This month, six years ago, we were in the midst of secret talks with Iran that led to the comprehensive nuclear agreement. It was a moment when diplomacy carried considerable risk, and considerable promise. Today, the promise has faded, and the risk is accelerating.

The consequences of the Trump administration’s foolish decision to abandon that nuclear deal last year, with no evidence of Iranian noncompliance, were predictable — and predicted.

We are now at a very dangerous point. The story of how we got here is one of faulty expectations on both sides.

William J. Burns
William J. Burns was president of the Carnegie Endowment for International Peace. He previously served as U.S. deputy secretary of state.
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Iran thought it could wait out President Trump, and the United States would simply return to the deal under a new president in 2021. But the pressure of economic sanctions, unilaterally reimposed by the United States, has been more formidable than Iran anticipated. Inflation is at 50 percent, and oil exports, the lifeblood of Iran’s economy, have declined from 2.5 million barrels per day to as little as a couple of hundred thousand this past summer. The European signatories to the nuclear deal proved incapable of offering much relief.

The Trump administration, for its part, believed unrealistically that its “maximum pressure” campaign and saber rattling would cause Iran to fold and accept America’s terms. But it failed to see that Iran has its own cards to play. Rather than capitulate, the Iranians have conducted increasingly provocative actions in the gulf, and started advancing their nuclear program. Rather than joining the United States in a united front to isolate Iran, America’s allies and partners are trying to act as mediators between what they see as two rogue actors: Washington and Tehran.

In Tehran, the hard-liners are ascendant, their skepticism about engaging with the West validated. Their temptation to overreach is rising, fed by the perception that President Trump (in his political supporters’ parlance) is a “snowflake” — talking a big game but more interested in self-absorbed summitry than military strikes.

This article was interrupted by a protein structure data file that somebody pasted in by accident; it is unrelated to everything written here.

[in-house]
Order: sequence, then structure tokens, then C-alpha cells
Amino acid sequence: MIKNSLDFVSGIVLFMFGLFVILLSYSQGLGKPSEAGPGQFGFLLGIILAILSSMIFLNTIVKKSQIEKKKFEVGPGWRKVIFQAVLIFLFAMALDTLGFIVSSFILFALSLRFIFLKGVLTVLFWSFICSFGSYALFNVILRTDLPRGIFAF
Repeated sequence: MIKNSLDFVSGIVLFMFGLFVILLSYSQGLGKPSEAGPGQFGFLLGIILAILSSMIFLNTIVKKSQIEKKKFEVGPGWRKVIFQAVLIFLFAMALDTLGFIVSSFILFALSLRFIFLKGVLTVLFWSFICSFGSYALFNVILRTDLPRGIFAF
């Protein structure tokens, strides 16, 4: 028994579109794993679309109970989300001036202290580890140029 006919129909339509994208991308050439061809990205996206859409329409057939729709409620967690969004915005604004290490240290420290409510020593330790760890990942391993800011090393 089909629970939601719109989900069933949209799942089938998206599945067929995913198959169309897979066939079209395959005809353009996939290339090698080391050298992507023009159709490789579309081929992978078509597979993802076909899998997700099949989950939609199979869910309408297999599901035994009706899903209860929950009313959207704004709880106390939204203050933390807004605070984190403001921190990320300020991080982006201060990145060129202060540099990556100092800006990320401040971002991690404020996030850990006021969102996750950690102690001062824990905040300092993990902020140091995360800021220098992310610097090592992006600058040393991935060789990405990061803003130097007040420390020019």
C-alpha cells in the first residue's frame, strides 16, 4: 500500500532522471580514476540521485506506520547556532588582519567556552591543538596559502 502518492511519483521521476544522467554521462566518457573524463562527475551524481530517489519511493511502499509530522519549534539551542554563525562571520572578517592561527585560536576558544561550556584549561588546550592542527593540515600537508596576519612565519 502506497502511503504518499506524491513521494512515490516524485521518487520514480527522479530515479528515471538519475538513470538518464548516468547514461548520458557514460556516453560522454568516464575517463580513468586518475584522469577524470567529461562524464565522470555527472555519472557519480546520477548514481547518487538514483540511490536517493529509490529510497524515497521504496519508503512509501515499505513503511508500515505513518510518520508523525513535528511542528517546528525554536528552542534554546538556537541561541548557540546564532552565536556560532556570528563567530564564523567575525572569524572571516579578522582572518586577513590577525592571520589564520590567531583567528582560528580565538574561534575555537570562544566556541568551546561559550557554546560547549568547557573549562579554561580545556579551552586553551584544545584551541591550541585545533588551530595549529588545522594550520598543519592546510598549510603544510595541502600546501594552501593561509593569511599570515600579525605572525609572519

Our gulf partners, meanwhile, are torn. On the one hand, they are worried about military collisions and are trying to slow the drift to conflict, with the Saudi crown prince a born-again believer in the value of thorough United Nations investigations. On the other hand, they are anxious that American nonreaction to Iran’s recent provocations will only feed Iran’s appetite for risk-taking, with Saudi Arabia the most convenient target.

Jake Sullivan
Jake Sullivan was a nonresident senior fellow in Carnegie’s Geoeconomics and Strategy Program and also Magro Family Distinguished Fellow at Dartmouth College.

If we stay on this trajectory, we will soon go off the cliff. The policy questions debated in Washington are too often about whether or not to wear a seatbelt. Instead, we ought to put our hands back on the wheel of diplomacy and steer toward an off-ramp before it is too late.

To start, both sides need to reset their expectations, and begin a step-by-step de-escalation that could create the basis for a longer-term resolution. The United States won’t get Iran to the table without some economic relief — either directly or through the European Union, as President Emmanuel Macron of France has suggested. The United States will also need to abandon as a precondition for progress the 12 demands that Secretary of State Mike Pompeo laid out publicly last year. This hard-bitten and resourceful Iranian regime is not going to issue that kind of declaration of surrender.

The Iranians will have to get more realistic, too. It is simply impractical to think that the United States will provide significant sanctions relief without assurances that Iran will immediately begin negotiations on a follow-on agreement that at least extends the timelines of the deal and addresses issues of verification and intercontinental ballistic missiles.

Foreign Minister Mohammad Javad Zarif recently signaled some openness to negotiation of additional terms. While we should have no illusions about how difficult that would be, we should certainly test the proposition. The Iranians have known since the secret talks that we saw this as an iterative process, like other arms control processes, in which one agreement became a foundation stone for further negotiations. The nuclear deal agreed to in 2015 was meant to be the beginning, not the end, of diplomacy with Iran.

Both sides should also seek to reduce tensions more broadly. It is long past time to secure the release of Americans detained, deeply unfairly, in Iran. It is time to stop threats to vital shipping lanes, and stop making Iraq a battleground for American-Iranian competition. We should make an opportunity of the crisis in the gulf and push hard to end the war in Yemen. That conflict is not only a humanitarian tragedy of epic proportion but also a strategic calamity for our gulf partners and a stain on American foreign policy. Afghanistan is another issue to discuss directly, given Iran’s stake in stability there, and Tehran’s ability to disrupt it.

If you asked us to propose a path for diplomacy with Iran, we’d suggest not starting from where we are today.

But we are where we are, and we know where we’re headed, especially given the surplus of mutual enablers in both Tehran and Washington. We have our last, best chance for diplomacy before us. We should seize it.

This article was originally published in the New York Times.